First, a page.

Rethinking the Role of QR Codes in Payments
Why They Remain Resilient
Many who have followed mobile payments for a long time thought that QR codes would only be used short-term, perhaps as a “bridging technology.” After all, near field communication (NFC)-based solutions offer a superior contactless “tap and go” payment experience.
However, QR codes have proven remarkably resilient. In many developing markets they dominate mobile payments. Even in the developed markets, there seems to be a growing number of options to pay and interact with merchants and service providers via QR codes. As consumers seek truly contact-free payment and shopping experiences in the post-pandemic world, can QR codes provide the answer?
This report discusses:
- How QR codes came to dominate retail payments in the fast-growing markets (e.g., China, India).
- QR code adoption in the developed markets (e.g., USA, UK, Europe).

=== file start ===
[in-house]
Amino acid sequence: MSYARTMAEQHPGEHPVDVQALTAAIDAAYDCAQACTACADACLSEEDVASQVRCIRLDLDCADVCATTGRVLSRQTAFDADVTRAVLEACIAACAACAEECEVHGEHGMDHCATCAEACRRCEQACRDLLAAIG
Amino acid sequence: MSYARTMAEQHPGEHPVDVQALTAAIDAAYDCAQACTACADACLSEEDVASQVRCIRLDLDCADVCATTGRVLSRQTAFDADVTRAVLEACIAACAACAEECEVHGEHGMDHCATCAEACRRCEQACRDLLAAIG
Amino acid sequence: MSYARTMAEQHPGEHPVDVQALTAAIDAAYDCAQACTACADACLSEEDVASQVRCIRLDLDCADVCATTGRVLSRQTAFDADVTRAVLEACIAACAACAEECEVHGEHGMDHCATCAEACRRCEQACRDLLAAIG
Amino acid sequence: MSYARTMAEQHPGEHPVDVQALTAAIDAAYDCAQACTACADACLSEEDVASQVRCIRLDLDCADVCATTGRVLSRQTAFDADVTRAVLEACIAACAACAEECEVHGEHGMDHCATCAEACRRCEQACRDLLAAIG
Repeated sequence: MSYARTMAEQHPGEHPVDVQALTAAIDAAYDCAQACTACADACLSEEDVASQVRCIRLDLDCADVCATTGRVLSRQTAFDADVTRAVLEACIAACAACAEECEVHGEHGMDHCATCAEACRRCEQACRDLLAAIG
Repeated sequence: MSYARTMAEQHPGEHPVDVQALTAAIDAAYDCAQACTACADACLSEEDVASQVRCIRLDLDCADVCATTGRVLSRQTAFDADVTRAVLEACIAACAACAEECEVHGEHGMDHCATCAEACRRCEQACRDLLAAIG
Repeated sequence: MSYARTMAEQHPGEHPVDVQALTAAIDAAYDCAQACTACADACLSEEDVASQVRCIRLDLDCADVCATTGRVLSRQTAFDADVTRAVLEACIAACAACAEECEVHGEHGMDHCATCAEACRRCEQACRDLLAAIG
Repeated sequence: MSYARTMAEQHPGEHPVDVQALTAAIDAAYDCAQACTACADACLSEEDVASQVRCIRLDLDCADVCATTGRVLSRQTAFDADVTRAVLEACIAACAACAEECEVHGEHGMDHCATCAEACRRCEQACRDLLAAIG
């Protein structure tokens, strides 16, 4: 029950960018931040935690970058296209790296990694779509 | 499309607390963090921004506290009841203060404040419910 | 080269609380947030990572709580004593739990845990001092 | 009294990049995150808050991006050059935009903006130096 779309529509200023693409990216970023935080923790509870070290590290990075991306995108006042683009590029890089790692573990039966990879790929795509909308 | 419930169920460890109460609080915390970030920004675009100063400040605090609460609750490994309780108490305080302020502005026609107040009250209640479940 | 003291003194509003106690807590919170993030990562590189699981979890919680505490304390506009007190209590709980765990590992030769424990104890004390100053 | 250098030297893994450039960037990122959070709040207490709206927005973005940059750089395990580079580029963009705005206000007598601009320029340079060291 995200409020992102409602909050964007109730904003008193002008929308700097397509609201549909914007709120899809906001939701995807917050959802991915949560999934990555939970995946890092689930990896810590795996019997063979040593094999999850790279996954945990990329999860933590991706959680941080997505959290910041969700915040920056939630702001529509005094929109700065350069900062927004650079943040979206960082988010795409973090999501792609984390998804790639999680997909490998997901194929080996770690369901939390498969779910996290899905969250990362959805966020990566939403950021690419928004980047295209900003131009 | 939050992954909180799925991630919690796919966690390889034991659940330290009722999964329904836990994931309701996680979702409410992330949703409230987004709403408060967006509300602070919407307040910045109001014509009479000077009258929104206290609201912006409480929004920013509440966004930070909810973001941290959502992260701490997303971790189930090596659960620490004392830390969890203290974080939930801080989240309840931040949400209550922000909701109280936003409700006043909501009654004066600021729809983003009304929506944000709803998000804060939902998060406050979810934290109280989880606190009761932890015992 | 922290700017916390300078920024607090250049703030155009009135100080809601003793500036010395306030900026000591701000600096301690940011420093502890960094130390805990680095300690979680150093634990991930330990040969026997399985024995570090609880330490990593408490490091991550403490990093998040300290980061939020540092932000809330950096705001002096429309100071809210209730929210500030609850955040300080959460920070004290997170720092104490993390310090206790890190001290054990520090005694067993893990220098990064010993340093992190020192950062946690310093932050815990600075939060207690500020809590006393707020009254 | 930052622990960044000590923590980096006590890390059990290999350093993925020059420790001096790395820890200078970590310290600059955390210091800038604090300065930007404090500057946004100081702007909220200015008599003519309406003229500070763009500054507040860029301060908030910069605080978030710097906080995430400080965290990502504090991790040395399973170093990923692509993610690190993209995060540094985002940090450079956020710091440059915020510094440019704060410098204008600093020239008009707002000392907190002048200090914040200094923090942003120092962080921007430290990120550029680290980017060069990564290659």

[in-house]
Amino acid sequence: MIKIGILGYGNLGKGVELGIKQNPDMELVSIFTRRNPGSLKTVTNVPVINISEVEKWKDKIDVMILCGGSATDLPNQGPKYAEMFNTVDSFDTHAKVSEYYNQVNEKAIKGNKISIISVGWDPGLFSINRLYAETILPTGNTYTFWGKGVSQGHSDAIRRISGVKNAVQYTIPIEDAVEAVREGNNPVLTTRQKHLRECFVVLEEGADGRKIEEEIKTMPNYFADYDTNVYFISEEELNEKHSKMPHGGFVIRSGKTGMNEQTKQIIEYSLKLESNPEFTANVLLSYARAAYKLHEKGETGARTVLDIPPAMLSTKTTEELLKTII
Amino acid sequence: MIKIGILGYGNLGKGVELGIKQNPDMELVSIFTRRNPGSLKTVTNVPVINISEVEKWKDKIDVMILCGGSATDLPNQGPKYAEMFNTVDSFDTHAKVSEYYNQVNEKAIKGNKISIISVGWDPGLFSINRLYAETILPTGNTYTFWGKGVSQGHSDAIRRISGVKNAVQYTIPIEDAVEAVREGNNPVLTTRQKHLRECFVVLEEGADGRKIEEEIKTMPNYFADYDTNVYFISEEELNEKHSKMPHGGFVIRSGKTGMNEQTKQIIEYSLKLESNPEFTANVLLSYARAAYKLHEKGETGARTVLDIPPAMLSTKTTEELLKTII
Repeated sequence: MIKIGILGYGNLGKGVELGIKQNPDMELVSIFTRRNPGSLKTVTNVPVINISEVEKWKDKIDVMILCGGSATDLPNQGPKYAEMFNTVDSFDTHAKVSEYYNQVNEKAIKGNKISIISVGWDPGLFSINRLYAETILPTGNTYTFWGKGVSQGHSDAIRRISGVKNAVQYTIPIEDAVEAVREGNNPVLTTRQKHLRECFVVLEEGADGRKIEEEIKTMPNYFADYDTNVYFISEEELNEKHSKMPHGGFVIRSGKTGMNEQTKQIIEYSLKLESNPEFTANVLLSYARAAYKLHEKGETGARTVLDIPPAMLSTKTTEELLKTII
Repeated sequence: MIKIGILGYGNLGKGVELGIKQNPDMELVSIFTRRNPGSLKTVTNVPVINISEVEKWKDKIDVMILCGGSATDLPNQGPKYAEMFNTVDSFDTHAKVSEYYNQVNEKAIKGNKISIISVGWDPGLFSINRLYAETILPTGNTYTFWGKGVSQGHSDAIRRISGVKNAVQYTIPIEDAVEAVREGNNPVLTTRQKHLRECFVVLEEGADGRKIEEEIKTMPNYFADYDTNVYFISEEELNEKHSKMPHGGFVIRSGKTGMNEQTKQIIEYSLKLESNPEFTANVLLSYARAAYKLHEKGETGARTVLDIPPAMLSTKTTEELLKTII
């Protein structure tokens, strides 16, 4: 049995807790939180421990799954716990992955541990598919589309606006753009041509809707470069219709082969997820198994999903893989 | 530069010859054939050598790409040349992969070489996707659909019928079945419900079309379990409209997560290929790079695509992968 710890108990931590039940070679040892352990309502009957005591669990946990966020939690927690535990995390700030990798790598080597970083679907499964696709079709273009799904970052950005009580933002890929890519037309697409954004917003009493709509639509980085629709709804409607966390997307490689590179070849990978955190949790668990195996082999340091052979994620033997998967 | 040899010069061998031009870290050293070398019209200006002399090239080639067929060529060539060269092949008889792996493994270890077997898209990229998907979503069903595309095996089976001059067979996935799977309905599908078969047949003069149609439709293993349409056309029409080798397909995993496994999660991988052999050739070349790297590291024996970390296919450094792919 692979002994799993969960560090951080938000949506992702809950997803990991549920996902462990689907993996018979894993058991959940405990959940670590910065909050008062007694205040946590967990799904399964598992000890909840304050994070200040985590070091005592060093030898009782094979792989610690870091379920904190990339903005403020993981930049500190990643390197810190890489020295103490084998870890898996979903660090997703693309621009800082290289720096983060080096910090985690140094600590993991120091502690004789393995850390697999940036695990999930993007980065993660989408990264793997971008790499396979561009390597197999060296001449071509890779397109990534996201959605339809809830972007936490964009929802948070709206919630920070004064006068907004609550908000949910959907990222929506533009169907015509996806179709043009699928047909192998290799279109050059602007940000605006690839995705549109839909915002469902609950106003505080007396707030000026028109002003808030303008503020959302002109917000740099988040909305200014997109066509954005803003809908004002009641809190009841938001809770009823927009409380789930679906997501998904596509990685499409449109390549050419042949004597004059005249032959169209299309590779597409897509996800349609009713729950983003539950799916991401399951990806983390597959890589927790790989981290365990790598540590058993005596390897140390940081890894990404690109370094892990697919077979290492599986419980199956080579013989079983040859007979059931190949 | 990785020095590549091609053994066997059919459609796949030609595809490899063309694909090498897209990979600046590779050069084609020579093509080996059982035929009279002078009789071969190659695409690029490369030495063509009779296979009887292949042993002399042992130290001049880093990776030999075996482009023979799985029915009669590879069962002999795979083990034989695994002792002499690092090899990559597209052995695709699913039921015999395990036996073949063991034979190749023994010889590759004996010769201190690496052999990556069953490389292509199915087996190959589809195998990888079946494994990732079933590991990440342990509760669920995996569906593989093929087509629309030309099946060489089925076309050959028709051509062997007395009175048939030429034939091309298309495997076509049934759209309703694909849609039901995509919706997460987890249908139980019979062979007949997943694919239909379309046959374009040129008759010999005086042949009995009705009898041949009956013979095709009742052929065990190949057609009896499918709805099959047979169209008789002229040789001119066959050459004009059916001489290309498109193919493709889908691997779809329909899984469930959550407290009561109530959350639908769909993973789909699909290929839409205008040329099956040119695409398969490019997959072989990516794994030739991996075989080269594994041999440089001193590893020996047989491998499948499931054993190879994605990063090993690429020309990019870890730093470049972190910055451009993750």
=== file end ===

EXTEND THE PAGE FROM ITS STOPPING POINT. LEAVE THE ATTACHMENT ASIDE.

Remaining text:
- Opportunities for banks, technology providers, and other payments companies.
Financial Institutions mentioned in the report include:
Intesa Sanpaolo, KBZ Bank, Paytm Payments Bank, Unicredit.
Technology firms, solutions, associations, and regulators mentioned in the report include:
Accel Robotics, American Express, Alipay, Amazon Go, Apple, Bharat QR, Bancomat Pay, Bancontact, Blik, Bluecode, BPC Banking Technologies, ePassi, European Mobile Payment Systems Association (EMPSA), European Payments Initiative, EMVCo, FIS, Fiserv’s Clover, Google, IMPS/ UPI, JCB, MagicCube, Mastercard, Mobeewave, Mobile Pay, momo Pocket, The Monetary Authority of Singapore, MB Way, Pagaqui, PayPal, People's Bank of China, Pivo, Plick, Reserve Bank of India, RuPay, Samsung, Square, Swish, Twint, UnionPay’s QuickPass, Vipps, Visa, WeChat Pay.